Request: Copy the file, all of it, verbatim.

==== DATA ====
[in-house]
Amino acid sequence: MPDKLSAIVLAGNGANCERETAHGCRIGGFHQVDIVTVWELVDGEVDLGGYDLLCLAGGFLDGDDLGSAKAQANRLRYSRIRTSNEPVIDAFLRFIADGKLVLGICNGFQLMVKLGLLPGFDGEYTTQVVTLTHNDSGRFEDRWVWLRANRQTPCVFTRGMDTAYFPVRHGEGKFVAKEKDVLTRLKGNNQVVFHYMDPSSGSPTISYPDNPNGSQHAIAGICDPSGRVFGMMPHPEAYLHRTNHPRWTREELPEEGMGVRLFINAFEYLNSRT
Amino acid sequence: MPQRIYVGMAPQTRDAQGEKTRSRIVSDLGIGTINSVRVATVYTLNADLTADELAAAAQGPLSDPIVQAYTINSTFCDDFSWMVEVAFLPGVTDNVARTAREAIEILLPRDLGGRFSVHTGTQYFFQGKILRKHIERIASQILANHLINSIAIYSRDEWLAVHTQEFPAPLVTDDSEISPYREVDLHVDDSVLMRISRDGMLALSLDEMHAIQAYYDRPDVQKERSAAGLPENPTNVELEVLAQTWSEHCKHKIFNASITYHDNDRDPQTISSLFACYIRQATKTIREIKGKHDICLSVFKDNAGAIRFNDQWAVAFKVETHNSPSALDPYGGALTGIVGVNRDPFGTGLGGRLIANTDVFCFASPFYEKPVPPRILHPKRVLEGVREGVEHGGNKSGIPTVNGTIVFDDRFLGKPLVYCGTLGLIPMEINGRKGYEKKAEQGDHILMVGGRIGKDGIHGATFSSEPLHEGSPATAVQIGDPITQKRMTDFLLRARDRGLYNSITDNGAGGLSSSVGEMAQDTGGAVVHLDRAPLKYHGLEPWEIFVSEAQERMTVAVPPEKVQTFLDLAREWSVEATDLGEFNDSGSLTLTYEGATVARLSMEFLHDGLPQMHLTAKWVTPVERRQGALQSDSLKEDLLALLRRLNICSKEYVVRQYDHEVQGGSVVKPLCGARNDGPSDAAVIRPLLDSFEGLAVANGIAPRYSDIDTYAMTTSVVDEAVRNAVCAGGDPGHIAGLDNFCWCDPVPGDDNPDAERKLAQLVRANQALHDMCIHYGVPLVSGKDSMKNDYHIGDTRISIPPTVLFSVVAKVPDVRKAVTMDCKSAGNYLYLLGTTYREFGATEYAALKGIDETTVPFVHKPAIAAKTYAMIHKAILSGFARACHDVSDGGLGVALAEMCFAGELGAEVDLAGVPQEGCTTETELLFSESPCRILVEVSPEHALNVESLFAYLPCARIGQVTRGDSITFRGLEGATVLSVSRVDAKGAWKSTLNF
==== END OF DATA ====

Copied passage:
[in-house]
Amino acid sequence: MPDKLSAIVLAGNGANCERETAHGCRIGGFHQVDIVTVWELVDGEVDLGGYDLLCLAGGFLDGDDLGSAKAQANRLRYSRIRTSNEPVIDAFLRFIADGKLVLGICNGFQLMVKLGLLPGFDGEYTTQVVTLTHNDSGRFEDRWVWLRANRQTPCVFTRGMDTAYFPVRHGEGKFVAKEKDVLTRLKGNNQVVFHYMDPSSGSPTISYPDNPNGSQHAIAGICDPSGRVFGMMPHPEAYLHRTNHPRWTREELPEEGMGVRLFINAFEYLNSRT
Amino acid sequence: MPQRIYVGMAPQTRDAQGEKTRSRIVSDLGIGTINSVRVATVYTLNADLTADELAAAAQGPLSDPIVQAYTINSTFCDDFSWMVEVAFLPGVTDNVARTAREAIEILLPRDLGGRFSVHTGTQYFFQGKILRKHIERIASQILANHLINSIAIYSRDEWLAVHTQEFPAPLVTDDSEISPYREVDLHVDDSVLMRISRDGMLALSLDEMHAIQAYYDRPDVQKERSAAGLPENPTNVELEVLAQTWSEHCKHKIFNASITYHDNDRDPQTISSLFACYIRQATKTIREIKGKHDICLSVFKDNAGAIRFNDQWAVAFKVETHNSPSALDPYGGALTGIVGVNRDPFGTGLGGRLIANTDVFCFASPFYEKPVPPRILHPKRVLEGVREGVEHGGNKSGIPTVNGTIVFDDRFLGKPLVYCGTLGLIPMEINGRKGYEKKAEQGDHILMVGGRIGKDGIHGATFSSEPLHEGSPATAVQIGDPITQKRMTDFLLRARDRGLYNSITDNGAGGLSSSVGEMAQDTGGAVVHLDRAPLKYHGLEPWEIFVSEAQERMTVAVPPEKVQTFLDLAREWSVEATDLGEFNDSGSLTLTYEGATVARLSMEFLHDGLPQMHLTAKWVTPVERRQGALQSDSLKEDLLALLRRLNICSKEYVVRQYDHEVQGGSVVKPLCGARNDGPSDAAVIRPLLDSFEGLAVANGIAPRYSDIDTYAMTTSVVDEAVRNAVCAGGDPGHIAGLDNFCWCDPVPGDDNPDAERKLAQLVRANQALHDMCIHYGVPLVSGKDSMKNDYHIGDTRISIPPTVLFSVVAKVPDVRKAVTMDCKSAGNYLYLLGTTYREFGATEYAALKGIDETTVPFVHKPAIAAKTYAMIHKAILSGFARACHDVSDGGLGVALAEMCFAGELGAEVDLAGVPQEGCTTETELLFSESPCRILVEVSPEHALNVESLFAYLPCARIGQVTRGDSITFRGLEGATVLSVSRVDAKGAWKSTLNF